Archive for the ‘sick chickens’ Category

A Lulu of a Couple Weeks

September 04, 2009


On the Mend

I can’t believe some of the things I’ve done in the past 2 1/2 weeks since Lulu went to the vet. Trust me, it wasn’t what I signed up for when I decided to get these three girls.

The first day that I gave her meds was quite a trip. I wrapped her in a towel (like the vet tech did), tried to get her to open her mouth and got lots of medicine on my hand. I’m not so sure how much went in her mouth and when we were all done I found out she had pooped on my pants. I had nine more days of this!

She’s now on a regimen of probiotics in the form of plain yogurt with live active acidophilus and bifidus cultures to add good bacteria to her gut. She’s also getting her protein supplement, like a real athlete, in the form of meal worms. Live meal worms in the fridge is not something I do lightly; it really grosses me out. Luckily a friend told me about the freeze-dried meal worms that Mills Fleet Farm sells in the wild bird section. Naturally, the chicks preferred live worms but, as I’m calling the shots, they’re getting the dried ones for now.


Probiotic-Protein Afternoon Snack

Lulu is now back with the rest of the clan, but each morning I still take her in, wrap her in a towel and clean her bottom with warm water. I then blow dry her feathers with a hair dryer, rub a little Preparation H on her vent area, rub the rest of the no-feathered area with Bacitracin for good measure and let her go back out with her friends. Whew!

What’s interesting about this whole episode is the change in Lulu. She’s always been my obstinate one. She embodies the problem child in every family. But early on in this process she seemed to understand that I was trying to help her and has been very gentle and cooperative through it all. She also seems to have gained a little humility. She no longer attacks the other two chicks or pecks at them as they try to eat. She has lost some of her cockiness.

I thought perhaps she’d even let me hold her in the yard now that we had become buddies, but no such luck. She still runs whenever I approach. But come morning, she limply snuggles into the towel as I try to help her recover. After all, she’s a survivor. She’s also my best egg layer—an egg a day—even through this ordeal!

Sick Chick

August 19, 2009

I was once told by a large animal veterinarian to never take a chicken to the vet. “Remember, they’re only chickens,” he said. At the time it seemed to make sense. That was before I had my chicks.

I just returned from taking Lulu to the vet. The reason? She’s missing all of the feathers under her tail. They inspected her and ran some tests and determined her bacterial count was high. The doctor put her on two antibiotics that I have to give by syringe into her mouth. We don’t know exactly what’s wrong and won’t unless they run more tests, but the vet seems to feel whatever it is the antibiotics will take care of it. They did rule out mites and other parasites which is great because I was really starting to feel a little creepy crawly.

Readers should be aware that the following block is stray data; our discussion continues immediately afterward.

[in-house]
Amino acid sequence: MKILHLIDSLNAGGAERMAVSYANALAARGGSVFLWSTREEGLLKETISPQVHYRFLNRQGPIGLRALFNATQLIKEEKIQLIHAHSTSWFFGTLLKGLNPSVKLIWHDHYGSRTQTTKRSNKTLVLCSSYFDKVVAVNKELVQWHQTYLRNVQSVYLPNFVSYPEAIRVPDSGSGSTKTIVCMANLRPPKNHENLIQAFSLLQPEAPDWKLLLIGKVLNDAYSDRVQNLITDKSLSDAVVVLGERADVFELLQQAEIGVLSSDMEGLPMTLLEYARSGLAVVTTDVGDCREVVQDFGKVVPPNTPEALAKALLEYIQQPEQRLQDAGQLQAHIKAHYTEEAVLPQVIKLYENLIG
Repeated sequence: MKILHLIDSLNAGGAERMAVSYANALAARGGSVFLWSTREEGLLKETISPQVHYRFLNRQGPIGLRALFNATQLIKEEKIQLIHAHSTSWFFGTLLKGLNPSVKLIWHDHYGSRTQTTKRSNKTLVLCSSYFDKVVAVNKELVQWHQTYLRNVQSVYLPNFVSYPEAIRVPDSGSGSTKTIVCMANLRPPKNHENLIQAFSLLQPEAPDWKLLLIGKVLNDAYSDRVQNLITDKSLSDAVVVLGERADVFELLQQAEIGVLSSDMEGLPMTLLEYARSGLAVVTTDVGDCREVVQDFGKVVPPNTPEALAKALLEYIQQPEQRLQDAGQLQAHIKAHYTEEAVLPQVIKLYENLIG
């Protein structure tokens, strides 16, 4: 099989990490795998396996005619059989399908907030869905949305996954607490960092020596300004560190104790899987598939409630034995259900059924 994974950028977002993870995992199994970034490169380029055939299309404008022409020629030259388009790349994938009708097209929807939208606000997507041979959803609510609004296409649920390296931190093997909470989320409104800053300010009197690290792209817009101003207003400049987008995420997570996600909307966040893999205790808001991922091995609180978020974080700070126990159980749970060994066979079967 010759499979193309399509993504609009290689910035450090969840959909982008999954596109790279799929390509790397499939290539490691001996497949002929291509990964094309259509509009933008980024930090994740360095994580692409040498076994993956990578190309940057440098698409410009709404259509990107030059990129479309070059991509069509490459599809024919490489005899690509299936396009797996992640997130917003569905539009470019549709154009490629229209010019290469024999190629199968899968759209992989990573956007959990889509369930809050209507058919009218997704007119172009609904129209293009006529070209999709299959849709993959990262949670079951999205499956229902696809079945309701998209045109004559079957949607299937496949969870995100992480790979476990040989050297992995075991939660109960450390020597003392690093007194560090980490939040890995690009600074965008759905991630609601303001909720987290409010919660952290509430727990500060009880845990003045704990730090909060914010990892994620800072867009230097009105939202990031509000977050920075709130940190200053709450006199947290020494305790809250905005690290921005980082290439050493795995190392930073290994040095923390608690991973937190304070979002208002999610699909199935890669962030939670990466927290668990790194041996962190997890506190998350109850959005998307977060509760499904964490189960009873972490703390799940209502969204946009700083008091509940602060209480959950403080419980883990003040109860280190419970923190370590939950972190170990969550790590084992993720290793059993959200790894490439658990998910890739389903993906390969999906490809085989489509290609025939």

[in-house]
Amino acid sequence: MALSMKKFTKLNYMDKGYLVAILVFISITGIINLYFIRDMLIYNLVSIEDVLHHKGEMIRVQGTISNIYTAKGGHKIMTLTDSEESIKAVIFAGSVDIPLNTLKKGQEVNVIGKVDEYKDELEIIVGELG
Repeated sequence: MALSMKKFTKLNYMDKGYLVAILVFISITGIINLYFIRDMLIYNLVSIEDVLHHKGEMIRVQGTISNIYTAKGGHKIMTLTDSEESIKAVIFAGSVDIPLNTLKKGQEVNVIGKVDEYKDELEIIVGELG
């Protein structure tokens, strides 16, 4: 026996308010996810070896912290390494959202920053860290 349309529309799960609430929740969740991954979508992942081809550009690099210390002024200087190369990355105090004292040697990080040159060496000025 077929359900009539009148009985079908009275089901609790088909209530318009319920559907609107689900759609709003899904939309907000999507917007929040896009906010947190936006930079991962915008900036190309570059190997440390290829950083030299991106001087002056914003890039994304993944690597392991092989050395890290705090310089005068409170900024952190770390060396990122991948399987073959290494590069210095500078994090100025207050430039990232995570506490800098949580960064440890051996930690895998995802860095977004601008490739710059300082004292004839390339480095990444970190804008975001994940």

The Patient

I’m actually feeling guilty because I think her problem has been going on for some time. In my defense, she’s been acting fine, eating well and laying eggs almost every day. Even the vet thought she looked quite healthy (except for her bottom). Plus, as you know, Lulu doesn’t let me get anywhere near her so I had no idea she didn’t have any bum feathers.

She was actually quite a hit at the vet. They don’t examine chickens often although they do see a lot of other birds. The staff and other patients’ owners kept telling her how pretty she was, which I think she liked. She even had a little dog visit her although she wasn’t as keen on the compliments the dog tried to give her so the puppy had to be taken away.

I’m keeping her separated from the other two chicks for a couple of days to keep her calm and to keep track of what she eats. This afternoon, when I get up the courage, I’ll try giving the drugs. The vet technician made it look so easy….

I guess to a large animal vet who is used to dealing with cows, horses, sheep and goats, chickens may seem inconsequential. But when you’ve only got 3 hens and they’ve become family pets, everything is different. The bill was a lot larger than I expected so she’s now become the golden chick that lays eggs, but I guess it’s just what we do for our pets. It’s just like when we rigged up intravenous feeding for our cat at home every night or brought our son’s rat in for surgery. Even though the rat died during the surgery it’s nice to know you’ve done everything you can to help the animals that do so much for us.